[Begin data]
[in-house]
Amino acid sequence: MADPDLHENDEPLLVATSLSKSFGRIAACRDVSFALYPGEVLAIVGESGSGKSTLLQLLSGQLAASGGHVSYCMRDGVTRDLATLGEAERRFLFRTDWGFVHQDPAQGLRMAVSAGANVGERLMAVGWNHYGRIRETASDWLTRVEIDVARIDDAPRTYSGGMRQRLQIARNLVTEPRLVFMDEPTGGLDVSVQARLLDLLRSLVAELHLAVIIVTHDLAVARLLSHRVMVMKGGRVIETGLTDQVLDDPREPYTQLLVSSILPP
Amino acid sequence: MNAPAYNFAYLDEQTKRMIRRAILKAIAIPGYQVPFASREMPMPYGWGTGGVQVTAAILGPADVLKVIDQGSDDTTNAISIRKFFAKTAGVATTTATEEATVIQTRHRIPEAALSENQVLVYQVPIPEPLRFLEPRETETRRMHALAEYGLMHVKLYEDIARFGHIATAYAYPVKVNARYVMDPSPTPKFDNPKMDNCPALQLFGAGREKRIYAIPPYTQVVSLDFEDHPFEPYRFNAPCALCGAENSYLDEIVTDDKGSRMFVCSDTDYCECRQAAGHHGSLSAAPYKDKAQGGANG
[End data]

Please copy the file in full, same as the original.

[in-house]
Amino acid sequence: MADPDLHENDEPLLVATSLSKSFGRIAACRDVSFALYPGEVLAIVGESGSGKSTLLQLLSGQLAASGGHVSYCMRDGVTRDLATLGEAERRFLFRTDWGFVHQDPAQGLRMAVSAGANVGERLMAVGWNHYGRIRETASDWLTRVEIDVARIDDAPRTYSGGMRQRLQIARNLVTEPRLVFMDEPTGGLDVSVQARLLDLLRSLVAELHLAVIIVTHDLAVARLLSHRVMVMKGGRVIETGLTDQVLDDPREPYTQLLVSSILPP
Amino acid sequence: MNAPAYNFAYLDEQTKRMIRRAILKAIAIPGYQVPFASREMPMPYGWGTGGVQVTAAILGPADVLKVIDQGSDDTTNAISIRKFFAKTAGVATTTATEEATVIQTRHRIPEAALSENQVLVYQVPIPEPLRFLEPRETETRRMHALAEYGLMHVKLYEDIARFGHIATAYAYPVKVNARYVMDPSPTPKFDNPKMDNCPALQLFGAGREKRIYAIPPYTQVVSLDFEDHPFEPYRFNAPCALCGAENSYLDEIVTDDKGSRMFVCSDTDYCECRQAAGHHGSLSAAPYKDKAQGGANG